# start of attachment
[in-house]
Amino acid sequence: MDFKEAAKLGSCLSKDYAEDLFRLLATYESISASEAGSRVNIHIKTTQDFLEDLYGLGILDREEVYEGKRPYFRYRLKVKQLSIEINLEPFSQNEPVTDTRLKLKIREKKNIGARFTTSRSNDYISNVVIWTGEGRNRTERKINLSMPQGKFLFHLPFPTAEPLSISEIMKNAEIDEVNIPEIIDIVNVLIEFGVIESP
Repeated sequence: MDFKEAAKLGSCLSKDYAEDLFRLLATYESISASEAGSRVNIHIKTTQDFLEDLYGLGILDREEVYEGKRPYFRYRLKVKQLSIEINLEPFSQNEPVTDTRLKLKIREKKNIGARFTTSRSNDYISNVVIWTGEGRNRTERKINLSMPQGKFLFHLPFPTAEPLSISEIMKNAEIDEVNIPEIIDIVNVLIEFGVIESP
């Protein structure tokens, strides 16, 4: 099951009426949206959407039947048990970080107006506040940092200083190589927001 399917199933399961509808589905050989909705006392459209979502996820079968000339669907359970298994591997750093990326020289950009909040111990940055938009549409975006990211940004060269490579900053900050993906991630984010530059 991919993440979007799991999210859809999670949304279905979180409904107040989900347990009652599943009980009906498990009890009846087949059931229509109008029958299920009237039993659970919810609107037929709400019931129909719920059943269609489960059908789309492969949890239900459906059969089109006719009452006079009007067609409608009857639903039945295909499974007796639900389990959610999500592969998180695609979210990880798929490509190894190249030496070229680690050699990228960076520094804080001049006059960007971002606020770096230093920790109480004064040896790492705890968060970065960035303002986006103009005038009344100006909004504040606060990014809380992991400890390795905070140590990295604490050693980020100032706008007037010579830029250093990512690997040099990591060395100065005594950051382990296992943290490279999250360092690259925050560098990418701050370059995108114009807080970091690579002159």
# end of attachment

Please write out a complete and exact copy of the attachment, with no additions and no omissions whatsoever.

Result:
[in-house]
Amino acid sequence: MDFKEAAKLGSCLSKDYAEDLFRLLATYESISASEAGSRVNIHIKTTQDFLEDLYGLGILDREEVYEGKRPYFRYRLKVKQLSIEINLEPFSQNEPVTDTRLKLKIREKKNIGARFTTSRSNDYISNVVIWTGEGRNRTERKINLSMPQGKFLFHLPFPTAEPLSISEIMKNAEIDEVNIPEIIDIVNVLIEFGVIESP
Repeated sequence: MDFKEAAKLGSCLSKDYAEDLFRLLATYESISASEAGSRVNIHIKTTQDFLEDLYGLGILDREEVYEGKRPYFRYRLKVKQLSIEINLEPFSQNEPVTDTRLKLKIREKKNIGARFTTSRSNDYISNVVIWTGEGRNRTERKINLSMPQGKFLFHLPFPTAEPLSISEIMKNAEIDEVNIPEIIDIVNVLIEFGVIESP
């Protein structure tokens, strides 16, 4: 099951009426949206959407039947048990970080107006506040940092200083190589927001 399917199933399961509808589905050989909705006392459209979502996820079968000339669907359970298994591997750093990326020289950009909040111990940055938009549409975006990211940004060269490579900053900050993906991630984010530059 991919993440979007799991999210859809999670949304279905979180409904107040989900347990009652599943009980009906498990009890009846087949059931229509109008029958299920009237039993659970919810609107037929709400019931129909719920059943269609489960059908789309492969949890239900459906059969089109006719009452006079009007067609409608009857639903039945295909499974007796639900389990959610999500592969998180695609979210990880798929490509190894190249030496070229680690050699990228960076520094804080001049006059960007971002606020770096230093920790109480004064040896790492705890968060970065960035303002986006103009005038009344100006909004504040606060990014809380992991400890390795905070140590990295604490050693980020100032706008007037010579830029250093990512690997040099990591060395100065005594950051382990296992943290490279999250360092690259925050560098990418701050370059995108114009807080970091690579002159």